Oy, oy, oy! First there is the question of spelling. Is it a bencher, a bentcher, or a bentscher? Answer: I’ve seen all three.
And no, it isn’t a piece of furniture, although that’s what it sounds like.
A bentcher is a little book or folder with the text of the blessings said after a meal, the birkat hamazon. It comes from the Yiddish word bentch, which means “to bless.” (Thanks to both Anne and Jeff, readers who corrected me on this.)
Bentch – to say or sing the birkat hamazon (blessing after meals.) Some may say, “It’s time to bentch,” meaning, the meal is over already, let’s bless and be done!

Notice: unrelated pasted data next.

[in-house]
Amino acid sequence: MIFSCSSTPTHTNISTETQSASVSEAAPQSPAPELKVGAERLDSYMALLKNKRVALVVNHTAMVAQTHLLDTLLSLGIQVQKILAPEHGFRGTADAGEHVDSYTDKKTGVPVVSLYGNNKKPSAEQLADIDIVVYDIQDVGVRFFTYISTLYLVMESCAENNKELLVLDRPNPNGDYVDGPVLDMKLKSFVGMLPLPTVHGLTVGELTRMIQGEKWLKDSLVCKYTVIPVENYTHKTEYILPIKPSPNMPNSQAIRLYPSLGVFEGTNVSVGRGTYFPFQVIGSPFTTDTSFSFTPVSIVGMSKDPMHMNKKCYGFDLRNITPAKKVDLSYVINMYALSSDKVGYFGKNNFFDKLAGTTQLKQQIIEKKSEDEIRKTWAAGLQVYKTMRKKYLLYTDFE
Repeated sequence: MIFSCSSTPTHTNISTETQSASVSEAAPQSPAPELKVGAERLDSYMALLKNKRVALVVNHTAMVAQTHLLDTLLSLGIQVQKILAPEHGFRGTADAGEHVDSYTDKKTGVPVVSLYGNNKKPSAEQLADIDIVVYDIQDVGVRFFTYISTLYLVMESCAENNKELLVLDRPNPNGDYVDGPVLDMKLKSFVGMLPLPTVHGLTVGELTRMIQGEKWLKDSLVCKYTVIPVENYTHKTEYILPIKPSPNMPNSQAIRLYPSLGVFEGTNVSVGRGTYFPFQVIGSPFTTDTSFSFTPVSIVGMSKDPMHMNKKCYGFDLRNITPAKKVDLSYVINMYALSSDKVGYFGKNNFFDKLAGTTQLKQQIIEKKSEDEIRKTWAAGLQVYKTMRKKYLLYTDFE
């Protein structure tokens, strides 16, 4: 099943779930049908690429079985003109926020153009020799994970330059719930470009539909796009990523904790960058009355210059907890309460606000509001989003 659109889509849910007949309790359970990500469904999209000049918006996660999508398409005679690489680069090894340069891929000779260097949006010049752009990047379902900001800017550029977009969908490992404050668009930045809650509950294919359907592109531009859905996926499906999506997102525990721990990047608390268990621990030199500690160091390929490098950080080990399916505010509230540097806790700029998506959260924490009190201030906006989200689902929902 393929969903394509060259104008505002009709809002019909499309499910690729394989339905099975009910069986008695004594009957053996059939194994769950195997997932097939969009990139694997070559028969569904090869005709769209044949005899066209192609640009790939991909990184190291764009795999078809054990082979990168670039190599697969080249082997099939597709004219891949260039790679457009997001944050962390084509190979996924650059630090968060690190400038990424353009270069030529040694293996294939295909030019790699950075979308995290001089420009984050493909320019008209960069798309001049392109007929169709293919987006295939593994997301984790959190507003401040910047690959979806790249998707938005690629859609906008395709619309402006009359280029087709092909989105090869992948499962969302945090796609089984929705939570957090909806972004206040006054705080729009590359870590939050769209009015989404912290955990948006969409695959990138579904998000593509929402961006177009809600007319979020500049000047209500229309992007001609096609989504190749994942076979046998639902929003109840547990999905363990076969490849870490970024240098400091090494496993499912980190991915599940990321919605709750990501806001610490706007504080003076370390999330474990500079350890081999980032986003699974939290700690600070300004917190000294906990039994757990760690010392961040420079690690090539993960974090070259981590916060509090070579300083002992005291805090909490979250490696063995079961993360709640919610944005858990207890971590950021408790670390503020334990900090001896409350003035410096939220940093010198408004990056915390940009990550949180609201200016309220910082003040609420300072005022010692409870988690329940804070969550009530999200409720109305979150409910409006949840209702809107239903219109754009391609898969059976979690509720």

Bentch gomel – to say a blessing of thanks for delivery from danger. Always said during the Torah service.
Bentch lulav – to say the blessings that go with waving the lulav.
Bentcher is the book with the birkat hamazon in it. In a household where they bentch after every meal, it will likely be one of a half-dozen stuck in a napkin holder on the table. Some bentchers also have zmirot (zmee-ROTE) which are Shabbat songs for the table.
Some Jews carry a mini-bentcher that folds up to credit card size, to use when eating away from home.
Oh, and in case you are wondering, Hebrew for “blessing” is brakhah.